FROM Jack Cafferty:
"I'm sorry.” That's the message coming from a couple of the top contenders for the White House.
Instead of the public learning more about who might be best-qualified to run this country, we're being confronted with the aftermath of scurrilous personal attacks.
First it was a comment about Mitt Romney's religion. Mike Huckabee says he personally apologized to Romney, after asking a reporter whether Mormons believe Jesus and Satan are brothers. Huckabee, who had come under fire for the comment, says he told Romney after yesterday's debate he would never try "to pick out some point of your faith and make it an issue."
Less than 24 hours later, over on the Democratic side, we had a top Hillary Clinton advisor launching an attack against Barack Obama. Bill Shaheen said Democrats should give more thought to Obama's illegal drug use when he was a kid before deciding if he deserves the nomination. Shaheen later apologized and said his comments weren't authorized by the Clinton campaign. Late this afternoon, Shaheen quit the Clinton campaign.
But his comments were nasty enough to warrant a personal apology today from Hillary Clinton herself. Apparently Clinton told Obama she was very upset by the remarks, that she told Shaheen it was unacceptable and that this isn't "the kind of campaign" she's running.
It certainly is getting ugly out there.
Here’s my question to you: What does it say about the nature of this presidential campaign when major candidates are being forced to say “I’m sorry”?
Interested to know which ones made it on air?
It says they're human, and thank God for it! If we are looking for perfection, then no one will ever run the country. At least Hillary had to apologize for someone else. Huckabee has only himself to blame. But being able to say I'm sorry is an attribute often missing these days in politics. Lord knows this current president should say it over and over and over again to this nation.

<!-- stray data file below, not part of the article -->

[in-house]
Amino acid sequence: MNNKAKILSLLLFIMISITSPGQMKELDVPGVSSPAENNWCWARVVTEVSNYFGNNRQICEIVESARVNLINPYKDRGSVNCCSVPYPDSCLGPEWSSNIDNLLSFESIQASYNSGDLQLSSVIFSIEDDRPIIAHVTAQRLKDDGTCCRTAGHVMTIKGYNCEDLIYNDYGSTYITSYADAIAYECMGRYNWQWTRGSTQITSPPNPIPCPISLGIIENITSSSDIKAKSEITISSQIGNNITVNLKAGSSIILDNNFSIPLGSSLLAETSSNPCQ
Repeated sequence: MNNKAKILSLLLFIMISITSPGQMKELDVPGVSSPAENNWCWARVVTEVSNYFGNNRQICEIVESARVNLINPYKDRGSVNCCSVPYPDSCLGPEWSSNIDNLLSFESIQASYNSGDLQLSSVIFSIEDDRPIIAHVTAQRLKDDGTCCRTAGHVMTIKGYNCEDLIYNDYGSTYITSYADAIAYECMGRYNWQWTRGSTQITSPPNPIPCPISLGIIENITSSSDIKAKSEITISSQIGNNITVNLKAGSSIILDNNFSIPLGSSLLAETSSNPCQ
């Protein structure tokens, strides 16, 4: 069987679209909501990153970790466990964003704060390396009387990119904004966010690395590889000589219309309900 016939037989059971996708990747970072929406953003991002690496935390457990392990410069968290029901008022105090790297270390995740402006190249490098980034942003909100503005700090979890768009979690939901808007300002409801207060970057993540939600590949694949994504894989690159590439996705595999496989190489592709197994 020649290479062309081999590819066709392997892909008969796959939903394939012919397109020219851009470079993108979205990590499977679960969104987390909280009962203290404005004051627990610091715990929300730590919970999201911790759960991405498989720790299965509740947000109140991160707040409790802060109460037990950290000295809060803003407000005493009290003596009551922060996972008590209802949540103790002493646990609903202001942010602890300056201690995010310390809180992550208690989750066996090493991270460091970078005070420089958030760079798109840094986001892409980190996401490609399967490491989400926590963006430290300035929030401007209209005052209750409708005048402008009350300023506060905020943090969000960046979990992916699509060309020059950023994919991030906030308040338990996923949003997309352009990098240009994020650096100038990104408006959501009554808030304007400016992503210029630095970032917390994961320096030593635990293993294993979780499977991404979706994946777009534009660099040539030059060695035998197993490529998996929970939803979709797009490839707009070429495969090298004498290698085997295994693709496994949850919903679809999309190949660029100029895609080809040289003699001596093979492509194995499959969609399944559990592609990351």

Very simple, Jack. It means that they are all hammerheads that shift their mouths into gear without engaging their brains. They're a sorry lot. For that they should be apologetic.
Eric from Murray, Utah writes:
Who cares if one candidate apologizes to another? Presidential candidates should apologize directly to the American public. After all, we're the ones they're pandering to.
Ramesh from San Fransisco writes:
It is so unfortunate that the major candidates and their associates are throwing mud at their rivals on issues that have nothing to do with the national and international issues they are supposed to be addressing. This is high time they put their unleashed tongues on a leash and focus on issues that are the concern of American public.
Johannes Brookings from South Dakota writes:
Jack, I think apologizing and forgiving are two great qualities we need more of in this world. A leader that is able to say "I am sorry" might be able to restore our soft power. It's time to stop not caring about other countries, and to apologize when we mess up.
I'm sorry. I don't believe them when they say "I'm sorry" or anything else.
Maybe Jack will read yours tomorrow.